Just like that.

It was devastating.  After fighting with the shelter staff, speaking to supervisors, and trying to do right by my dog and right by myself, I knew it was the only option, but more importantly it was (and I still believe it was) the right choice.  I cried some real tears that day. The look on that puppy’s face when I left him in the kennel stays with me.

Ninja Dog

It was definitely a turning point.  I remember a little bit about that night, New Year’s Eve, spending time at home with my darling husband.  We watched a movie and ate Chinese food.  The kids went to bed early.  I know I talked to my doctor twice over the next couple of days about the depression that was caving in on me and he sent me to the hospital.

But really, I don’t remember much of anything until January 5th.

I remember I was in a group session, in the hospital, and it was my turn and all I could do was cry about the guilt and how terrible I felt about the boys having a mother in the hospital.  (The guilt really sucks).

I hate the hospital, but it’s a good, concentrated time to get my meds right.  To get my mood right.  And it helped.  I was only there for about fours days and could notice a difference and was feeling better, which is amazing–and quick.

Getting out is hard.  In my experience, the first day you’re out can be (in it’s own way) as hard as the first day you’re in.  (Think about that).  My first day out was a disappointingly rough day, mentally.  It’s like, you’re feeling some level of “good” but then you get out, and you don’t feel so great all of the sudden.  You’ve been in this controlled, secluded environment with priorities and responsibilities directly surrounding your mental health. And now you’re out and the world smacks you in the face.  It’s just an adjustment.  And that’s ok.  Life and mental illness are not solved by a trip to the hospital.  Getting out is hard, but oh so good.  My husband and children are so beautiful and I loved seeing their perfect faces and hugging their precious necks.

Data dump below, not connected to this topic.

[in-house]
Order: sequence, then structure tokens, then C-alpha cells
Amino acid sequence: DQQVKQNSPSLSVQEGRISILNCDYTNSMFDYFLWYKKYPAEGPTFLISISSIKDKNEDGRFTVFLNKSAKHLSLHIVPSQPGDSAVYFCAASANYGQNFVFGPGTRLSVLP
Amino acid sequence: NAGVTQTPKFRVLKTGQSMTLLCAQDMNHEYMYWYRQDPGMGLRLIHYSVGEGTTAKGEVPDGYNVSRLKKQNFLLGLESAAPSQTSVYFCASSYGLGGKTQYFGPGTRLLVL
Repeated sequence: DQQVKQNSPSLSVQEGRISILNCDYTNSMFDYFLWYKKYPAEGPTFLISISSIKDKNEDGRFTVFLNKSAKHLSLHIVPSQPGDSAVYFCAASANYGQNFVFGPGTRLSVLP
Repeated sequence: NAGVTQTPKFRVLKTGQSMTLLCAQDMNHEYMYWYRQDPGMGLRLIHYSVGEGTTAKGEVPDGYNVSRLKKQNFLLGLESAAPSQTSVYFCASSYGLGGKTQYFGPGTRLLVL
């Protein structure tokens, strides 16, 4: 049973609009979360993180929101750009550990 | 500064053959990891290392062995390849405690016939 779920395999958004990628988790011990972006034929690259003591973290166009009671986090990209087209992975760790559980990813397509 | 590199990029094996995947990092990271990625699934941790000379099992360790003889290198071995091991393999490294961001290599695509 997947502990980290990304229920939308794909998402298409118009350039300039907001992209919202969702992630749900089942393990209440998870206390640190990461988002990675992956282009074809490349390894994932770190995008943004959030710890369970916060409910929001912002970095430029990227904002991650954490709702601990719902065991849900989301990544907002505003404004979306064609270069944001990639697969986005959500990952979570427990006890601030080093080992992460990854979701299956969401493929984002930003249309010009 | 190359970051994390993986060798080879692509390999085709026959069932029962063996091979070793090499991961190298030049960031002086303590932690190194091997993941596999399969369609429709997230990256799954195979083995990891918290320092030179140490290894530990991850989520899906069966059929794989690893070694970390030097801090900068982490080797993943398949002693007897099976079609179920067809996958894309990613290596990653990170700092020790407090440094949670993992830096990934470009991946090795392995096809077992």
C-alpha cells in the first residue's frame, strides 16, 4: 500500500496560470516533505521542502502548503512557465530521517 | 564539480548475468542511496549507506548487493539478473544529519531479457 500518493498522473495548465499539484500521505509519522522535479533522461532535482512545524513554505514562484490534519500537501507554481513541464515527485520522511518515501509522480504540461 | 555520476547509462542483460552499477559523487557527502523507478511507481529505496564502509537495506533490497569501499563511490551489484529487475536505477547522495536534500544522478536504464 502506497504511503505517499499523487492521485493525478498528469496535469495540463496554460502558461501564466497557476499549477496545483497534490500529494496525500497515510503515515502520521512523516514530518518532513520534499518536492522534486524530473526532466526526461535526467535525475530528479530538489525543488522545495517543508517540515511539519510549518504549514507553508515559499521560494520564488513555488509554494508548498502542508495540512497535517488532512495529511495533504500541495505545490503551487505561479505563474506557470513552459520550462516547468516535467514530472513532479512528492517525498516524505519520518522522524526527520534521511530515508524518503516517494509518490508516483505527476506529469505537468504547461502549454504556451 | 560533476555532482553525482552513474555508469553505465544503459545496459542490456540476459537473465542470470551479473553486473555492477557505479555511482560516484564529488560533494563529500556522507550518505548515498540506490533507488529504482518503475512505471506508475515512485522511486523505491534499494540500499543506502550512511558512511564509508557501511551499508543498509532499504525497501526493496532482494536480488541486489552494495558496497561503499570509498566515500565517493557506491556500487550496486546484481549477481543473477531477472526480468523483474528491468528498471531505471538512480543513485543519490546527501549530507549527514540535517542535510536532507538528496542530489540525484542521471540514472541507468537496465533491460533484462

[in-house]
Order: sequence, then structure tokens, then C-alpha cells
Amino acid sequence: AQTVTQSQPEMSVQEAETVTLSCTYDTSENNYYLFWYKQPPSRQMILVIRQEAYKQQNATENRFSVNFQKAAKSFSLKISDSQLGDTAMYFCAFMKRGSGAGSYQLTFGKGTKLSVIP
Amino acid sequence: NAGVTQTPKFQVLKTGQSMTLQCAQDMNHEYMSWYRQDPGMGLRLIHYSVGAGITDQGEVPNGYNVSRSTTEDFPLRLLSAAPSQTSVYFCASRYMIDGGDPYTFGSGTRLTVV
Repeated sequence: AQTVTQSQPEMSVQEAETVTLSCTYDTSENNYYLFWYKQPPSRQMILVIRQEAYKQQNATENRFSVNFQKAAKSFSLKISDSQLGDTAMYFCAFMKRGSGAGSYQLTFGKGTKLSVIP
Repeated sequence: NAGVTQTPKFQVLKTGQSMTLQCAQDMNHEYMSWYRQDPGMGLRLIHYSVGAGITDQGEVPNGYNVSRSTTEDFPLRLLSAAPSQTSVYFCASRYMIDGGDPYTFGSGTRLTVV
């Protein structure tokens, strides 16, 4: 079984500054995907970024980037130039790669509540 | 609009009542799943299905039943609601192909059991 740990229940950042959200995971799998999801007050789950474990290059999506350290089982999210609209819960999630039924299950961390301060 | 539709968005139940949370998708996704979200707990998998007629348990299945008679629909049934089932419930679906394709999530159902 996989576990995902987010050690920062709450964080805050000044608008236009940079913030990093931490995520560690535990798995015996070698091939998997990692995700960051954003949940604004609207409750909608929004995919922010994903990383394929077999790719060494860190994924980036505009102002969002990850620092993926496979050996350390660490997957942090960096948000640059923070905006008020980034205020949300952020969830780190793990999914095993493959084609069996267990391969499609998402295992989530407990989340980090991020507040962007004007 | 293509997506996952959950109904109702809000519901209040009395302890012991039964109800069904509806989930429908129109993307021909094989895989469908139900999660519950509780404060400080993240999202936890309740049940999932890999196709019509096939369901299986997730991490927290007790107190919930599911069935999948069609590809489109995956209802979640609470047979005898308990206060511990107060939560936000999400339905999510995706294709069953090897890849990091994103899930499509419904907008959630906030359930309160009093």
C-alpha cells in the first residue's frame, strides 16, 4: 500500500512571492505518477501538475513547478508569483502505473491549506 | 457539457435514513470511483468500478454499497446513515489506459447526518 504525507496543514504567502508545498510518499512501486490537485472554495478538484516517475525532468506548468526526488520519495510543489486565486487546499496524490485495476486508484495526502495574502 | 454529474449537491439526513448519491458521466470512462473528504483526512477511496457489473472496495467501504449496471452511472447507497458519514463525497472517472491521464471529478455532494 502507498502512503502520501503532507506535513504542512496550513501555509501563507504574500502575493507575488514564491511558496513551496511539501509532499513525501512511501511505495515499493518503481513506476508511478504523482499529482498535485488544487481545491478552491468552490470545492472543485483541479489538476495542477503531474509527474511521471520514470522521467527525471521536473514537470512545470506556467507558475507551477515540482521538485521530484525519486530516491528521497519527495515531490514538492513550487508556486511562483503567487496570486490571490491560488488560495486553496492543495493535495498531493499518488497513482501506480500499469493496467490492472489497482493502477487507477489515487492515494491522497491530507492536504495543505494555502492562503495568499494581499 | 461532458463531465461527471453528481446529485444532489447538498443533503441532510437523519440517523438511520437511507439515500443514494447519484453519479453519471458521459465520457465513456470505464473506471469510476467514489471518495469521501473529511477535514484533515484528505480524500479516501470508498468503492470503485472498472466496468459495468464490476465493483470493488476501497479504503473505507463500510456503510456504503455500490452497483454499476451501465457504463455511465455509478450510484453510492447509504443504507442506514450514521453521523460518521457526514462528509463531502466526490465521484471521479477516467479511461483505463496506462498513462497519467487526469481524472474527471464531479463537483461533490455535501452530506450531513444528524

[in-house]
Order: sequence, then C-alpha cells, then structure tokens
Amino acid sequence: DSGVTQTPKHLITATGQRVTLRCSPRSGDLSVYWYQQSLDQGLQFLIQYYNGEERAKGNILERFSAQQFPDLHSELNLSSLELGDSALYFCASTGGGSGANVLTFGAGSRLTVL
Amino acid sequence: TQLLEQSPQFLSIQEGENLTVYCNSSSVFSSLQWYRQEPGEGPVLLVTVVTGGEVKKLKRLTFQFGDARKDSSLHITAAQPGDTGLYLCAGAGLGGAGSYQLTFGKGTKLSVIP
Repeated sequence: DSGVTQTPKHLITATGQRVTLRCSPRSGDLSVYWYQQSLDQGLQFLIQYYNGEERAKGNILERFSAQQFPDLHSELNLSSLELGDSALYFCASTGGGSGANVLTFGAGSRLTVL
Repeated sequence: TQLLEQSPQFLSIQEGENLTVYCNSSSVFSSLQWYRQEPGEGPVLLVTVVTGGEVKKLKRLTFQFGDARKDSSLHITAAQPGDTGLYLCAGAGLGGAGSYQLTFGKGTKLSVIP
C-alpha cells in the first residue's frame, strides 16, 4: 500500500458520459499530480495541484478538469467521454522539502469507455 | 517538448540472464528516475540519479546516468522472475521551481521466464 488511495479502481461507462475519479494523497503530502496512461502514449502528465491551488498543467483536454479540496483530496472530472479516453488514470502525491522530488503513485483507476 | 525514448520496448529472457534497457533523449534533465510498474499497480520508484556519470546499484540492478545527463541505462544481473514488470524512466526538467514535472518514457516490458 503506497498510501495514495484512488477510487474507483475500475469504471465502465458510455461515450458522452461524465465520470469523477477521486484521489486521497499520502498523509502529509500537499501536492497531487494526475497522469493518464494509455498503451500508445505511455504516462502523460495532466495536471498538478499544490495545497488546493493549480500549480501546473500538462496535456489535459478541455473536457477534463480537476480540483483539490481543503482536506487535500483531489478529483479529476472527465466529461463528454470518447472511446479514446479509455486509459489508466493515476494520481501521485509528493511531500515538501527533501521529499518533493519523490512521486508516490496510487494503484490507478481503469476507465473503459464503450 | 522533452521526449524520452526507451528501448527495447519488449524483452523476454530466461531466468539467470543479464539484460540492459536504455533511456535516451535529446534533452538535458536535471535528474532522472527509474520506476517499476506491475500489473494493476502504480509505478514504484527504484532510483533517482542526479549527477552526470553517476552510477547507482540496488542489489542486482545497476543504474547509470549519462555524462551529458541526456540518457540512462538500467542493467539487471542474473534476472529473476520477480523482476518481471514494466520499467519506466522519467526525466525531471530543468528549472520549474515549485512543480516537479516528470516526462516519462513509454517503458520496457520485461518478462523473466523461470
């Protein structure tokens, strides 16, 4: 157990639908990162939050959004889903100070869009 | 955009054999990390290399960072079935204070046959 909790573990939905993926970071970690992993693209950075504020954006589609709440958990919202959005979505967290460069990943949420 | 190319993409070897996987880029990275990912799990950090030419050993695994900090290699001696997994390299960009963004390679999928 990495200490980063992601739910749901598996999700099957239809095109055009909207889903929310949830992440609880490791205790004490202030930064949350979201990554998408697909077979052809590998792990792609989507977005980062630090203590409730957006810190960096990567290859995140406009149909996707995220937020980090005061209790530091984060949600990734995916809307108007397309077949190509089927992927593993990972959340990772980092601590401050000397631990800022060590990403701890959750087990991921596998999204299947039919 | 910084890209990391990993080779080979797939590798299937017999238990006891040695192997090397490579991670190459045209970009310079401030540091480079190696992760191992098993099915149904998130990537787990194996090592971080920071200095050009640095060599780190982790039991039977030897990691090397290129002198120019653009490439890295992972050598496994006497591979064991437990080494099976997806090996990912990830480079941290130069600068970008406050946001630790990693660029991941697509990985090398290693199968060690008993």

Life moves on. With or with out you, it keeps going. And it was time to re-adjust and take better care of myself. So I had several triggers and shitty things happen, that’s life. Time to adjust, recoup and move on and to be healthy doing it.

I know drinking alcohol is bad for me. Drinking alcohol, especially on a regular basis is about as useful as not taking my meds. (So basically, it’s not useful AT ALL). So I spent every single day of 2014 alcohol free. Much to the surprise, amusement, curiosity and concern of my peers. Hardly anyone knew I was hospitalized, and I kept almost all of these related details private also. Most of my friends didn’t know it had been a wine-and-beer-free-year until the year was already over. It was the best thing I could have done for myself. I recommend it.

People sometimes want to know what it’s like to have bipolar disorder. It’s more than depression.  It’s more than mania. It’s a lot of things.  It’s the little things.  It’s the day-to-day things that no one knows about. It’s frustrating at the very least.  It’s incredibly inconvenient at the very, very least.  It really sucks to be feeling okay and to be loading the groceries into the back of the minivan at Costco and all the sudden feel an overwhelming depression wash over me.  And wanting to leave everything I just bought in the shopping cart and drive away as quickly as possible.

But of course I don’t.  I trudge on.  A lot of days are good, though. No trudging. Some days are joyful and happy and I truly love life. And then, some days, I’m trudging on through the daily task that someone with out bipolar also does, it’s just that I’m doing it with this extra weight.

Some days I feel steady, sturdy, stable. Not up, not down.  Just right.  And that’s the truth.  There’s a lot of days like that, thankfully. Sometimes I don’t even think about it.  I’m a person.  I’m a woman.  I’m a mom.  I’m a wife.  I’m a daughter, a sister, a friend.  I’m me.

It’s hard it is to admit I’m not in a permanent state of AFTER.  That everything’s not sunshine and daisies and Cinderella’s happily-ever-after-kind-of-feeling.  I wish I could say the world’s most encouraging words, but I don’t have that.  What I have is truth and reality. What I do have is the ability to share my story and to have compassion for others and perspective on life and people.  I know some days are good and some days are not.  I believe that by talking about dark secrets, bad times and by talking about my less than AFTER type of days, I can take away it’s power over me, leaving me victorious.